“Surely the issue of concern is whether people are pressurised into the form of alternative dispute resolution provided by Sharia councils? The Resolution distinguishes between situations where Muslims submit voluntarily and, alternatively, where they submit under social pressure”.
He says that the report does not pursue that any further and:
“That, however, is the nub of the issue.”
He goes on to say:
“Where the decision to use a religious authority for dispute resolution is genuinely voluntary on the part of both parties then this should be no more objectionable than any other form of alternative dispute resolution”—
provided that it also conforms with UK law.
As the Council’s report makes clear, sharia law is understood as the law to be obeyed by every Muslim. It divides all human action into five categories: what is obligatory, recommended, neutral, disapproved of and prohibited. It makes two forms of legal ruling: one designed to organise society and one to deal with everyday situations. It also has a legal opinion, intended to cover a special situation.
Sharia law, therefore, is meant in essence to be a positive law, enforceable on Muslims. Although most states with Muslim majorities have inserted in their constitutions a provision referring to Islam or Islamic law, the effect of those provisions is largely symbolic or confined to family law. Those religious provisions may have a legal effect if raised in the courts, and a political effect if they intrude into institutional attitudes and practices.
I shall consider the general principles of sharia law in relation to the European convention on human rights, particularly article 14, on the prohibition of discrimination on grounds such as sex and religion, and article 5 of protocol 7 to the convention, which establishes equality between spouses in law. Other aspects of the convention may also have an effect.
In Islamic family law, men have authority over women, because God has made the one superior to the other. It goes on to say that good women are obedient. It encourages women who stray from those norms to suffer punishment. In sharia law, adultery is strictly prohibited, and legal doctrine holds that the evidence must take the form of corroborating testimony from witnesses to prove an individual’s guilt. In the case of rape, which is seldom committed in public, there must be four male witnesses who are good Muslims, so punishing the rapist is difficult, if not impossible. In practice, women are obliged to be accompanied by men when they go out, which is not conducive to their independence.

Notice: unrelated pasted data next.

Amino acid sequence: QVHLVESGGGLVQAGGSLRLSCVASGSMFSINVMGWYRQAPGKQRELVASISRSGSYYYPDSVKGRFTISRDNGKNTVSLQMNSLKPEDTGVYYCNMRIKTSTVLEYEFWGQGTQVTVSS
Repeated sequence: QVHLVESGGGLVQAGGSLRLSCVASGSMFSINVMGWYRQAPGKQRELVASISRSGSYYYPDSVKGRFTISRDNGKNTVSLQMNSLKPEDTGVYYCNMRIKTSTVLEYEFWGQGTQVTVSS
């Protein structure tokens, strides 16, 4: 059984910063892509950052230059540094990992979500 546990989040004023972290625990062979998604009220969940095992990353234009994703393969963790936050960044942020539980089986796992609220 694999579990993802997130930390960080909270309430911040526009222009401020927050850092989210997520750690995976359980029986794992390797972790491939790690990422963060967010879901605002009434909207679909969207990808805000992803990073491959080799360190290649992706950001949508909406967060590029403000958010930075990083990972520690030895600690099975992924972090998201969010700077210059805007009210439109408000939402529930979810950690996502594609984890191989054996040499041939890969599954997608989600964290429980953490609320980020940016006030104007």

Under Islamic law, a husband has a unilateral right to divorce, although it can be delegated to the wife and she can therefore exercise her right to divorce. Otherwise, she may initiate a divorce process but only with the consent of her husband, by seeking what is known as khula, in which case the wife forgoes her dowry. In cases where the husband has deserted the wife, has failed to co-operate with the divorce process or is acting unreasonably, the marriage may be dissolved, but only by a sharia ruling. While divorce by mutual consent is enshrined in Islamic law, the application must in this case come from the wife, since the husband can repudiate his wife at any time. There is also the question of equal rights regarding divorce arrangements, such as custody of children.
For the division of an estate among the heirs, distinctions are made according to the sex of the heir. A male heir has a double share, whereas a female heir has a single share. In addition, the rights of a surviving wife are half those of a surviving husband. Non-Muslims do not have the same rights as Muslims in criminal and civil law under sharia law. That applies, for example, to the weight attached to their testimony in court, which is discrimination on the grounds of religion within the meaning of articles 9 and 14 of the convention.
The European Court of Human Rights had the chance to rule on the incompatibility of sharia law with human rights in the early 2000s, in its judgment on the Welfare party v. Turkey, which held that
“Turkey, like any other Contracting Party, may legitimately prevent the application within its jurisdiction of private-law rules of religious inspiration prejudicial to public order and the values of democracy for Convention purposes (such as rules permitting discrimination based on the gender of the parties concerned, as in polygamy and privileges for the male sex in matters of divorce and succession).”
In that particular case, the decision by the Turkish constitutional court to order the dissolution of the Welfare party, which advocated the introduction of sharia law, was held to be compatible with the convention, and the Court clearly affirmed the following:
“It is difficult to declare one’s respect for democracy and human rights while at the same time supporting a regime based on sharia, which clearly diverges from Convention values, particularly with regard to its criminal law and criminal procedure, its rules on the legal status of women and the way it intervenes in all spheres of private and public life in accordance with religious precepts.”